Floor marking tape (or safety floor tape) is a simple but effective communication tool and should be an integral part of your company’s signage and safety program.

Marking tape can be applied either to the floor or walls as a way to rapidly communicate information, create safety zones around hazardous areas, and highlight the location of specialized tools and emergency equipment.

Although it seems like a simple tool, it's important to get the right one for your workplace's needs. Here are eight important considerations for using and choosing the appropriate floor marking tape.

1. Create Safety Borders Around Hazardous Equipment and Chemicals

If your workplace has specific areas that require the use of personal protective equipment such as hearing protection, hard hats, or safety glasses, floor tape can be used to complement other types of signage. By strategically applying the safety floor tape, you will create an eye-catching, hard-to-miss reminder for both workers and guests to your facility (learn How to Master the Science of Sign Visibility).

2. Designate Equipment Placement and Storage

Floor tape is a great way to organize your facility and create a more efficient workplace. Whether you need to park a forklift, store small tools, keep production materials categorized, mark locations for trash receptacles, or outline specific workspaces, laying out floor tape will make sure that everything has a designated spot. This will reduce the amount of time your team spends trying to figure out where to park the forklift and it will keep tools and materials organized, in their place, and easy to find.

3. Mark Routes for Vehicles and Foot Traffic

Floor tape can be used to create safety flooring in busy, high-traffic. The tape can be used to demarcate a route for forklifts or carts, encourage the efficient flow of foot traffic, and reduce the likelihood of collisions (learn more about Forklift Safety for Pedestrians).

Floor tape is also a good way to mark out exit routes and make them easier to locate and follow during emergencies.

4. Identify Trip or Fall Hazards

In almost every workplace, there are inconsistencies in the floor surface. That's almost inevitable. Unfortunately, it can also cause workers to trip or fall.

Floor tape is a great way to caution pedestrians as well as remind users of stairs and ramps to take extra care. Specialized floor tape can also be used to provide traction.

5. Use Glow-in-the-Dark and Reflective Tape for Emergency Access

Using glow-in-the-dark and reflective tapes to designate emergency egress during power outages and low-lighting situations can be an important part of your emergency procedure plan (for related reading, see Muster Points: How to Keep Your Team Safe During an Emergency).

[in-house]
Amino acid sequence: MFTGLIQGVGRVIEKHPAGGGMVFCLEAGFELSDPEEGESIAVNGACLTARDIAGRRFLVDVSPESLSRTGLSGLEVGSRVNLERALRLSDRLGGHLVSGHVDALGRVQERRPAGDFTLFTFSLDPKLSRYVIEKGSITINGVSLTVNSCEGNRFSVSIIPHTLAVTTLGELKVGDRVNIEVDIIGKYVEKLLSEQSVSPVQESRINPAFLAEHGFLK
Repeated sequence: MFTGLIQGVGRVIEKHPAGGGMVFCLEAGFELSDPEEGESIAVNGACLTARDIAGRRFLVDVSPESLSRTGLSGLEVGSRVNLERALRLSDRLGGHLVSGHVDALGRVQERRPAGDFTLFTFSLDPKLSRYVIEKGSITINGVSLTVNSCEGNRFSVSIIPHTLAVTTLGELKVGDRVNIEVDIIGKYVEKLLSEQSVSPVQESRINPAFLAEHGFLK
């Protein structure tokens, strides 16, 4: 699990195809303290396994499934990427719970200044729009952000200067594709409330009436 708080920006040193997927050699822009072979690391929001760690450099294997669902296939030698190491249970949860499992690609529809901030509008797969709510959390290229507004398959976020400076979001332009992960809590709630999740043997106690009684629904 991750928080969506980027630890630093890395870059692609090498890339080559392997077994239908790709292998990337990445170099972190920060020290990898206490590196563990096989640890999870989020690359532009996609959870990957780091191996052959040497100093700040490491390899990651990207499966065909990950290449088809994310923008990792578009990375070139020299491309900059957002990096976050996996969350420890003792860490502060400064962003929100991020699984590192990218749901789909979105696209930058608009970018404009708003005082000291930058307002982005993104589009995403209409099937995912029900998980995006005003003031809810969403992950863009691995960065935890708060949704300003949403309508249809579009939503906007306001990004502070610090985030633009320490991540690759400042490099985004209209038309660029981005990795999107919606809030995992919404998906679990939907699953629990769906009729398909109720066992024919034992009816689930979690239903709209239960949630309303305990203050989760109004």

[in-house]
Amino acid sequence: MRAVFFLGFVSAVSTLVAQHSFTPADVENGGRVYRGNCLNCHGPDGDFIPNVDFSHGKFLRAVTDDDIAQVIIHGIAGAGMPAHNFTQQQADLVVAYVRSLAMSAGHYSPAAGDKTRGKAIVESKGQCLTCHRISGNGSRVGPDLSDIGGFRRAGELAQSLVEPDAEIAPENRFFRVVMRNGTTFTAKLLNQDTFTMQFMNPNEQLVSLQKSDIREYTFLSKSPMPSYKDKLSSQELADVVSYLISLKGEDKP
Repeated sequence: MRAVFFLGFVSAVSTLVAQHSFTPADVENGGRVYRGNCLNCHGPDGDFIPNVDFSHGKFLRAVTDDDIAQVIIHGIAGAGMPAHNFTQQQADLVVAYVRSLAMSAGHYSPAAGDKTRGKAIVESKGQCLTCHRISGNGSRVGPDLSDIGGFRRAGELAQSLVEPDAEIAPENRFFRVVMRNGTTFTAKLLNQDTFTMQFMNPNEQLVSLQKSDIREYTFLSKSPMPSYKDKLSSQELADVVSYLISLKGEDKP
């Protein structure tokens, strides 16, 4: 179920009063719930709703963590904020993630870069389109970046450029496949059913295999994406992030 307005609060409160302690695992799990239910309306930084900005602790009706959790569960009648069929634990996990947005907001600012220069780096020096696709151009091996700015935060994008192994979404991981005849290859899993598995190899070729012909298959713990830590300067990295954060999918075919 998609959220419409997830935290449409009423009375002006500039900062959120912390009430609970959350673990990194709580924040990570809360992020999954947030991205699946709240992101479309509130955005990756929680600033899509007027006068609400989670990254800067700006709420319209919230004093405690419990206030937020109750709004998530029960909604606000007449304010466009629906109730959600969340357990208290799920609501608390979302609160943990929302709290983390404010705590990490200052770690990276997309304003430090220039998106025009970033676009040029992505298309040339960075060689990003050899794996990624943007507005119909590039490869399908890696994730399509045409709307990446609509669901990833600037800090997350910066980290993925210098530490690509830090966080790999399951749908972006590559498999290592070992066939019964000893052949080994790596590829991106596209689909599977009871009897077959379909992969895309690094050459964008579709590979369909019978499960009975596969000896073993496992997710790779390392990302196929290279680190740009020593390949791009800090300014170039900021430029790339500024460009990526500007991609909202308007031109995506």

Besides highlighting exit routes, reflective tape can also be used to designate the location of safety equipment that might be needed after the power goes out, such as first aid stations, fire extinguishers, and electrical panels.

6. Choose a Tape That Suits Your Workplace Environment

If you are planning to mark an area with plenty of foot and vehicular traffic, make sure you get safety tape that is durable enough to withstand all that friction and impact.

Keep in mind that you may also need to regularly wash the taped surface or that it may become exposed to spilled chemicals or other products (see Top Tips for Preventing Chemical Spills in the Workplace for related advice).

The floor surface itself will also determine how strong the adhesive needs to be and what characteristics it should have.

7. Make Use of Floor Signs

Adhesive messaging applied directly to the floor offers an opportunity to communicate messages regarding caution or warning with a minimal amount of additional training. Bordering the sign with black and yellow floor marking tape will make it easier to notice and will alert workers to its importance.

And remember, keep messages simple and easy to read at a simple glance.

8. Keep Colors to a Minimum

While floor tape is available in a variety of colors and widths, the most important consideration is conveying information quickly and clearly. To do that, keep the number of tape colors to a minimum and describe the specific purpose of each color in your safety manual.

Although there are no specific regulations for the use of color, there are some strong precedents as well as preferred standards offered by Occupational Safety and Health Administration (OSHA) and the American National Standards Institute (ANSI). Generally:

  • Yellow tape is used for warnings and to designate aisles
  • White tape marks storage areas for equipment and vehicles
  • Red tape identifies potential fire hazards and equipment
  • Striped tape is often used to create safety zones

Conclusion

When creating your floor tape plan, make sure to prepare a layout map well in advance and get as much input from your team as possible. Map out your entire plan so that you can see how it will work right across your entire facility, even if the installation of the floor tape will not take place all at once.

It's easy to take floor tape for granted, especially after we see it day after day. But it should not be underestimated. It is a highly efficient and accessible way to communicate safety information and organizational systems.